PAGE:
Battle of the Bulge: Hell on the Western Front

By Cohen, Eliot A | International New York Times, December 17, 2015 | Go to article overview

Battle of the Bulge: Hell on the Western Front


Cohen, Eliot A, International New York Times


An account of the Battle of the Bulge during World War II forces a reassessment of familiar military leaders.

Ardennes 1944. Hitler's Last Gamble. By Antony Beevor. Illustrated. 451 pages. Viking. $35.

On Christmas Eve 1944, about 30 soldiers in gray SS uniforms entered the village of Bande in Belgium, following in the wake of the German units that had punched a huge hole in Allied lines. They were, in a way, the first "European" security force -- French, Belgian and Dutch fascists led by a Swiss, all in the service of the Sicherheitsdienst (SD), the secret service of the SS.

They gathered all of the Belgian males of military age and, with the exception of one who escaped, beat them and shot each one in the back of the head. The SD troopers were not alone: Particularly (but not exclusively) in the elite Waffen-SS units, it was common to plunder, rape and murder the hapless villagers of the Ardennes, who had thought themselves liberated, their war over.

Antony Beevor, one of the finest narrative military historians now writing, is a master of revealing vignettes like this one. The Battle of the Bulge, from mid-December 1944 through January 1945, the subject of "Ardennes 1944," is a known story -- Hitler's last roll of the dice in the West, stripping other fronts (including the East) of prime armored and infantry units to hurl 30 divisions at the weakly defended American line in the Ardennes forest.

It was here that the Germans had dazzlingly shattered French Army in May 1940, driving tanks through the forests, defiles and villages of this compact hill country. The hope now was to split the Allied armies, shattering the Americans and driving the British into an evacuation. It was a fantasy: The German military -- sorely lacking in fuel; its cadres of experienced sergeants and officers depleted by years of high casualties; short of food and ammunition, let alone the transport to move them; and inferior in the air -- could probably not have succeeded. But at the price of around 80,000 casualties on each side, it gave the Americans and British a real scare.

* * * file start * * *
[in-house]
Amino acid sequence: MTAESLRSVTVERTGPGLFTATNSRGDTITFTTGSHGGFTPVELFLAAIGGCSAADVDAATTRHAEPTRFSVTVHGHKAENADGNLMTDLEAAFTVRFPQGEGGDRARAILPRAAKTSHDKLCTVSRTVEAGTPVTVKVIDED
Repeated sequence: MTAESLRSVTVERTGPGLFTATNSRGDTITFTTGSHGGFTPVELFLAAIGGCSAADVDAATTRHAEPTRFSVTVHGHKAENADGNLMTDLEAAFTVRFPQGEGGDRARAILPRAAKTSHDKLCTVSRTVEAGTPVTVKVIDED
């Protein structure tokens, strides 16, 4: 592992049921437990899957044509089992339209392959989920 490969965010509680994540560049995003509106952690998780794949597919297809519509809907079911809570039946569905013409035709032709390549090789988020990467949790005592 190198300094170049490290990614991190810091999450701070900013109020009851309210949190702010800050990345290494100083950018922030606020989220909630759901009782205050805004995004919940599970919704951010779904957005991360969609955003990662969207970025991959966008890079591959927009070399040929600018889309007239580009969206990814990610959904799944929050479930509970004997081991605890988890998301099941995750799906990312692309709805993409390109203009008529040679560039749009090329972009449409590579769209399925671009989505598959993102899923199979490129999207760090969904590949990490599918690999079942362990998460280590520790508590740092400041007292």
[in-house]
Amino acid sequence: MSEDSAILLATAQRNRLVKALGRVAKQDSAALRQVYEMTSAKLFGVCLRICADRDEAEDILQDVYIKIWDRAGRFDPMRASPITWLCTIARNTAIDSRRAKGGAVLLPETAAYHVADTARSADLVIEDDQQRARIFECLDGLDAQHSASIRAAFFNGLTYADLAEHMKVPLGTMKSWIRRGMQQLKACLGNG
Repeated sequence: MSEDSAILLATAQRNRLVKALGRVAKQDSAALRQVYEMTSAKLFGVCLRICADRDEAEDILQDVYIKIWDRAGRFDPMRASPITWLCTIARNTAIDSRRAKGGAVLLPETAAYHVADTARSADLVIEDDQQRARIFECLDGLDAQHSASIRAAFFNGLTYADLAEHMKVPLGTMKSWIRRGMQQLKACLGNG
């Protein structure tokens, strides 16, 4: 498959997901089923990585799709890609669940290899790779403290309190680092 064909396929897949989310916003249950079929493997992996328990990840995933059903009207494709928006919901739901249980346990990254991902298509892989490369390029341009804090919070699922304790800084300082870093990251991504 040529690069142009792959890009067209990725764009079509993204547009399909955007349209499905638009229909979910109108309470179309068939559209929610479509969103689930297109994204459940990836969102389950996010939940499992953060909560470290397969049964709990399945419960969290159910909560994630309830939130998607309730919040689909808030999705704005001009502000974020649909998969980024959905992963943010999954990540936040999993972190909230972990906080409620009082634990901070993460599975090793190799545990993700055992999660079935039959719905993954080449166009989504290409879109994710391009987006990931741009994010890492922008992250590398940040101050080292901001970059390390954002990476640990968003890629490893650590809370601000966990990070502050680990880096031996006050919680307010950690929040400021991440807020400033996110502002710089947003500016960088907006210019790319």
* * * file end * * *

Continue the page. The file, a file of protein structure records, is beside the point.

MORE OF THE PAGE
Mr. Beevor captures the microevents of battle brilliantly, the ambushes and fire fights, the horrors of tanks swerving over foxholes to bury their inhabitants alive, tales of psychological collapse and superhuman courage. If he has a hero, it is the bored sergeant looking at a burning German tank about 50 yards away that he has just knocked out. The paratrooper who came upon the scene commented: "On men like this the hinge of battle swung. They did not see themselves in a dramatic role. They would do great tasks, and be abused for not doing them right, and accept this as normal."

Mr. Beevor goes out of his way to remind us of the soldiers, civilians, units and commanders who do not get much attention in the popular memory of these battles: "Lightning Joe" Collins, for example, one of the younger generals in the American Army; the village priests who ministered to the wounded and the dying; the 705th Tank Destroyer Battalion and Combat Command B of the 10th Armored Division, which participated in the breakthrough at Bastogne with the more famous 101st Airborne Division.

This is not simply, or chiefly, a heroic narrative. Although the weight of shooting of prisoners (and overwhelmingly, of massacre of civilians) fell on the German side, Americans, particularly after word spread of the murder at Malmedy of their own colleagues taken prisoner, were themselves in a killing mood. A general's aide wrote in his diary that "American troops are now refusing to take any more SS prisoners, and it may well spread to include all German soldiers. While we cannot order such a thing, the C[ommanding] G[eneral] himself personally hopes that every G.I. will hear these stories and make that a battle rule, as the 30th Division did." More impersonal forms of death in the shape of artillery barrages and aerial bombardments (the Germans launched a number of air attacks too) flattened the villages of the Ardennes, killing soldier and civilian alike. …

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